Posted May 03, 2013 by

Job Growth Beats Expectations by Adding 165,000 Jobs; Unemployment Falls to 7.5%

Bureau of Labor StatisticsFinally some good news out of Washington, D.C. Although the consensus amongst economists was that we were due for a poor monthly job report, the numbers released today by the U.S. Bureau of Labor Statistics were actually decent. Not great, but definitely not poor as those of us who watch these numbers were expecting.

The U.S. economy added 165,000 jobs in April 2013. That beat by some 17,000 the consensus 148,000 gain expected by economists. Even better, the economy added 114,000 more jobs in February and March than had previously been reported. It isn’t unusual for the Bureau to revise up or down the estimates for the previous months but it is always nice when those revisions are higher than lower. With the revisions, job growth in the first quarter totaled 618,000. That’s just slightly behind the 208,000 monthly average during all of last year.

Interestingly, once again the austerity measures in place at the federal and especially state and local government units held back job growth. Private companies added 176,000 jobs, which means that the government shed 11,000 jobs. Given that the percentage of workers employed by federal, state, and local government units is 7.84 percent, the percentage of workers employed by private businesses is 92.16 percent. If the government were creating jobs at the same rate as private industry, the government would have added 14,972 jobs in April and that would have made the April job gains a very healthy 190,972.

The unemployment rate, obtained by a separate survey of U.S. households, fell one-tenth of a percentage point to 7.5 percent. Unlike previous months when the unemployment rate fell due to people dropping out of the labor market by no longer looking for work, in April the percentage decreased as more people found work. That was the lowest rate unemployment rate since December 2008. Economists expected the unemployment rate to hold steady at 7.6 percent.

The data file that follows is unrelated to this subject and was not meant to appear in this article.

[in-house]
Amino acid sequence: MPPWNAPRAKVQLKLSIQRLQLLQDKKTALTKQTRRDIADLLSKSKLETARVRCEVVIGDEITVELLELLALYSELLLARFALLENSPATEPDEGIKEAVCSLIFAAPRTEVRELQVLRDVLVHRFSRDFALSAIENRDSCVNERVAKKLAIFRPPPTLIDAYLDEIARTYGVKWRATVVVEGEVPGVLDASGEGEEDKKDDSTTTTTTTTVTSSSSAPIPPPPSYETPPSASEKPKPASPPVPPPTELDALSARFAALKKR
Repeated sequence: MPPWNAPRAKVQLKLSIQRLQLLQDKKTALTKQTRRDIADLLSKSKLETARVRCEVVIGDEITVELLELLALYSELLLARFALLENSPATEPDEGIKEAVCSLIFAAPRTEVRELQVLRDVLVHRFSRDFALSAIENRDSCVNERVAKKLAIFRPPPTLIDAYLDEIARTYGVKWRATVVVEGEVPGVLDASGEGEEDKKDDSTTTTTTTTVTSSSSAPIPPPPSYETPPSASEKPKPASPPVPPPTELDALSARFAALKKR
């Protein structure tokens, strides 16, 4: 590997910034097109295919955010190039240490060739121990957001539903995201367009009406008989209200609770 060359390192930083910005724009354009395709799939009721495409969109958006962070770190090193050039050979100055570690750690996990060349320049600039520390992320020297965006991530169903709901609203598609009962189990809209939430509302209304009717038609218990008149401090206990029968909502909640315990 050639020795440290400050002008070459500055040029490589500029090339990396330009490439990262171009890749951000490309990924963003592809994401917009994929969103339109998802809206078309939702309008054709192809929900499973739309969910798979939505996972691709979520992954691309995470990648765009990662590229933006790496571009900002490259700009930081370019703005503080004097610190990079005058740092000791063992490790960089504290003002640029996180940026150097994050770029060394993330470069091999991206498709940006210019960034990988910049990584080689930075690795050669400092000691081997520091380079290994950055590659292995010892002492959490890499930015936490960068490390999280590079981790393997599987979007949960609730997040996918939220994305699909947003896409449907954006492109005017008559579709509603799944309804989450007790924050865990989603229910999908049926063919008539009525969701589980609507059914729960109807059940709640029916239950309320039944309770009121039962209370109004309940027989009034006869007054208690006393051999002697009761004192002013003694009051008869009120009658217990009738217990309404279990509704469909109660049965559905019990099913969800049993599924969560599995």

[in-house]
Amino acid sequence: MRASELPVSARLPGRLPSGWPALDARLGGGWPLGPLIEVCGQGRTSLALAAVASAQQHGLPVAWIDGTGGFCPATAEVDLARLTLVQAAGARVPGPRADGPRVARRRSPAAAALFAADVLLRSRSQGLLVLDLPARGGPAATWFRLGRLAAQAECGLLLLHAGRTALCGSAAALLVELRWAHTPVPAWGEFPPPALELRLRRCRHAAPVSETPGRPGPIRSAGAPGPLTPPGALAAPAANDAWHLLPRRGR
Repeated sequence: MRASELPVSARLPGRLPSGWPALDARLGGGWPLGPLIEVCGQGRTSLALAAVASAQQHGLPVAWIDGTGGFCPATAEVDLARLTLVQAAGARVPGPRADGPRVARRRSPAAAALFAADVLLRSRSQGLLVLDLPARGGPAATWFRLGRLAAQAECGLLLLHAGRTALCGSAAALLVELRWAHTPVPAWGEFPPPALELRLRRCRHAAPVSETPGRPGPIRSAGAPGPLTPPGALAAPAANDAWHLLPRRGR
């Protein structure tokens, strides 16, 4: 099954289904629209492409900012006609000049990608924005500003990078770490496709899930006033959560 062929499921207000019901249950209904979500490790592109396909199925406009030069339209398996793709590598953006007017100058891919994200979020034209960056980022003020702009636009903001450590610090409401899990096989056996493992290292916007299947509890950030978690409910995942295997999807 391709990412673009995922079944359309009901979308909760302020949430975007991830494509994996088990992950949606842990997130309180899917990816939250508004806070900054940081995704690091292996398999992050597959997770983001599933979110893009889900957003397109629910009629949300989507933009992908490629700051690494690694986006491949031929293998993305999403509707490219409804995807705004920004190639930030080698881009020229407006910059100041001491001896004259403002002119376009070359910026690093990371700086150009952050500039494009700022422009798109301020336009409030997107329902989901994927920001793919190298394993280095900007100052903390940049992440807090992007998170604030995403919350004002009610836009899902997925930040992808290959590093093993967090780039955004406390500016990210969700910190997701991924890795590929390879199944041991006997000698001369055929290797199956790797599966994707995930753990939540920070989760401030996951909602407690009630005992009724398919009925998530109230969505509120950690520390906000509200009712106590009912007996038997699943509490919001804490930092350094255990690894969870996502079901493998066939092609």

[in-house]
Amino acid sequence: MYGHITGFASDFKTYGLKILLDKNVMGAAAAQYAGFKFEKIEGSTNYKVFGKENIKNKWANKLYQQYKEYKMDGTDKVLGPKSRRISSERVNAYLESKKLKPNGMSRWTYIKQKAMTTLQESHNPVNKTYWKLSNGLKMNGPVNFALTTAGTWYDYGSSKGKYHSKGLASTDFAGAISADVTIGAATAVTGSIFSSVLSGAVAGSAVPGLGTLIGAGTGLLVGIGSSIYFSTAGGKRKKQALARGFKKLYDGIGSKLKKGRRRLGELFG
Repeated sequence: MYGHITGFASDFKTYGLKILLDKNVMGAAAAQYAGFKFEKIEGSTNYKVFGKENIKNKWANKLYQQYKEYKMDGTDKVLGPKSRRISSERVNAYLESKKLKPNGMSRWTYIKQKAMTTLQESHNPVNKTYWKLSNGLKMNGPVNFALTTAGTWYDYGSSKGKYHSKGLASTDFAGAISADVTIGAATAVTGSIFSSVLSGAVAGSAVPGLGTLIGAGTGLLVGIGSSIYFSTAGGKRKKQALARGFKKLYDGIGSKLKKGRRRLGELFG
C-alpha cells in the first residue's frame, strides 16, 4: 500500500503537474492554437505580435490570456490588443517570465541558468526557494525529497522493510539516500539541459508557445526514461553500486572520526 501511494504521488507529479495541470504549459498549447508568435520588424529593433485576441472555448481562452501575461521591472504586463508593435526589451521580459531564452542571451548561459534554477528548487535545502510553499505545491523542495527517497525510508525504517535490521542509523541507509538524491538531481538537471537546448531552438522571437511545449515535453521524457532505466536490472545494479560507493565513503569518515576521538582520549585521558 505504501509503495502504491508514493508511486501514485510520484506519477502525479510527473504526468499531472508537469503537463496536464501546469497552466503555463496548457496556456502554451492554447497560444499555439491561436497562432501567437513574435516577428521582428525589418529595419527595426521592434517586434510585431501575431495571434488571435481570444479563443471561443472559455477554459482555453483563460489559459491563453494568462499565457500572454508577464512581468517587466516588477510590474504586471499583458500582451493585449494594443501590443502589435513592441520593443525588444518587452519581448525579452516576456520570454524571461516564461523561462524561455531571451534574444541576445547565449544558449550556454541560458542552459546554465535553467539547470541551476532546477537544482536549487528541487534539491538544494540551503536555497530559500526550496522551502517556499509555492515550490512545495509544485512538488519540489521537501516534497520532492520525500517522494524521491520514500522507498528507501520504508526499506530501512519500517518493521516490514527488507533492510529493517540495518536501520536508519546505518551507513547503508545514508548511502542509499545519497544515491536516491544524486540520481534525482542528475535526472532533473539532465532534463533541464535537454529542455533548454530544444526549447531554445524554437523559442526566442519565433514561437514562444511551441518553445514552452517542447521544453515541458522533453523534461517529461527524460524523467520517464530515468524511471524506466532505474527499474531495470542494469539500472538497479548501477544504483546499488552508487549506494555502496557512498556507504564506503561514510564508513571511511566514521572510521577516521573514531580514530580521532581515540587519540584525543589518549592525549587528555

Household Survey Data

The unemployment rate, at 7.5 percent, changed little in April but has declined by 0.4 percentage point since January. The number of unemployed persons, at 11.7 million, was also little changed over the month; however, unemployment has decreased by 673,000 since January.

Among the major worker groups, the unemployment rate for adult women (6.7 percent) declined in April, while the rates for adult men (7.1 percent), teenagers (24.1 percent), whites (6.7 percent), blacks (13.2 percent), and Hispanics (9.0 percent) showed little or no change. The jobless rate for Asians was 5.1 percent (not seasonally adjusted), little changed from a year earlier.

In April, the number of long-term unemployed (those jobless for 27 weeks or more) declined by 258,000 to 4.4 million; their share of the unemployed declined by 2.2 percentage points to 37.4 percent. Over the past 12 months, the number of long-term unemployed has decreased by 687,000, and their share has declined by 3.1 percentage points.

The civilian labor force participation rate was 63.3 percent in April, unchanged over the month but down from 63.6 percent in January. The employment-population ratio, 58.6 percent, was about unchanged over the month and has shown little movement, on net, over the past year.

In April, the number of persons employed part time for economic reasons (sometimes referred to as involuntary part-time workers) increased by 278,000 to 7.9 million, largely offsetting a decrease in March. These individuals were working part time because their hours had been cut back or because they were unable to find a full-time job.